Format

Send to

Choose Destination
Psychiatr Rehabil J. 2015 Dec;38(4):313. doi: 10.1037/prj0000169.

"Next-generation psychiatric assessment: Using smartphone sensors to monitor behavior and mental health": Correction to Ben-Zeev et al. (2015).

[No authors listed]

Abstract

Reports an error in "Next-generation psychiatric assessment: Using smartphone sensors to monitor behavior and mental health" by Dror Ben-Zeev, Emily A. Scherer, Rui Wang, Haiyi Xie and Andrew T. Campbell (Psychiatric Rehabilitation Journal, 2015[Sep], Vol 38[3], 218-226). Model fit statistics in Table 1 are reported as a row for Model 2, but not for Model 1, due to a production error. Model 1 fit statistics should appear as a row with the following information: 2LL 1490.0, AIC 1498.0 & BIC 1505.3. (The following abstract of the original article appeared in record 2015-14736-001.)

OBJECTIVE:

Optimal mental health care is dependent upon sensitive and early detection of mental health problems. We have introduced a state-of-the-art method for the current study for remote behavioral monitoring that transports assessment out of the clinic and into the environments in which individuals negotiate their daily lives. The objective of this study was to examine whether the information captured with multimodal smartphone sensors can serve as behavioral markers for one's mental health. We hypothesized that (a) unobtrusively collected smartphone sensor data would be associated with individuals' daily levels of stress, and (b) sensor data would be associated with changes in depression, stress, and subjective loneliness over time.

METHOD:

A total of 47 young adults (age range: 19-30 years) were recruited for the study. Individuals were enrolled as a single cohort and participated in the study over a 10-week period. Participants were provided with smartphones embedded with a range of sensors and software that enabled continuous tracking of their geospatial activity (using the Global Positioning System and wireless fidelity), kinesthetic activity (using multiaxial accelerometers), sleep duration (modeled using device-usage data, accelerometer inferences, ambient sound features, and ambient light levels), and time spent proximal to human speech (i.e., speech duration using microphone and speech detection algorithms). Participants completed daily ratings of stress, as well as pre- and postmeasures of depression (Patient Health Questionnaire-9; Spitzer, Kroenke, & Williams, 1999), stress (Perceived Stress Scale; Cohen et al., 1983), and loneliness (Revised UCLA Loneliness Scale; Russell, Peplau, & Cutrona, 1980).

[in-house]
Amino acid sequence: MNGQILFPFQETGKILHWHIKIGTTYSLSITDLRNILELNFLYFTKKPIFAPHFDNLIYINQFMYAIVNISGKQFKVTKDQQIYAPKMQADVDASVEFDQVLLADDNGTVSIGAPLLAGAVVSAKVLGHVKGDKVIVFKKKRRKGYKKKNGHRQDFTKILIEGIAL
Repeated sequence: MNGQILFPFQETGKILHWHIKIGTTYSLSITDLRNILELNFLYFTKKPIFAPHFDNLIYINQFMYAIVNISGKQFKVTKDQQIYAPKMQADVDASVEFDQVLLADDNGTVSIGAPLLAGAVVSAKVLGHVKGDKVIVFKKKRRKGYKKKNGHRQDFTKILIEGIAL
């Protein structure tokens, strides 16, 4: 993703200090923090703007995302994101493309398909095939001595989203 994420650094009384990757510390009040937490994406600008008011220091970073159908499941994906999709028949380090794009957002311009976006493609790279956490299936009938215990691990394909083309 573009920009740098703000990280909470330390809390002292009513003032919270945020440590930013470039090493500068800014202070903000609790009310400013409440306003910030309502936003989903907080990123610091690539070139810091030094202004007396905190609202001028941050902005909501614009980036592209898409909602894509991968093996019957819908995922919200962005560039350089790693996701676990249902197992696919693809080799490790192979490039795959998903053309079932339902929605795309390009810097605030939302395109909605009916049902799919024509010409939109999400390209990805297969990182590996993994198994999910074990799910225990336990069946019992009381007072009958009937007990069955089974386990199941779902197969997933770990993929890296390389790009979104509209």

RESULTS:

Mixed-effects linear modeling showed that sensor-derived geospatial activity (p < .05), sleep duration (p < .05), and variability in geospatial activity (p < .05), were associated with daily stress levels. Penalized functional regression showed associations between changes in depression and sensor-derived speech duration (p < .05), geospatial activity (p < .05), and sleep duration (p < .05). Changes in loneliness were associated with sensor-derived kinesthetic activity (p < .01).

CONCLUSIONS AND IMPLICATIONS FOR PRACTICE:

Smartphones can be harnessed as instruments for unobtrusive monitoring of several behavioral indicators of mental health. Creative leveraging of smartphone sensing could provide novel opportunities for close-to-invisible psychiatric assessment at a scale and efficiency that far exceeds what is currently feasible with existing assessment technologies. (PsycINFO Database Record

PMID:
26691997
DOI:
10.1037/prj0000169
[Indexed for MEDLINE]

Supplemental Content

Full text links

Icon for American Psychological Association
Loading ...
Support Center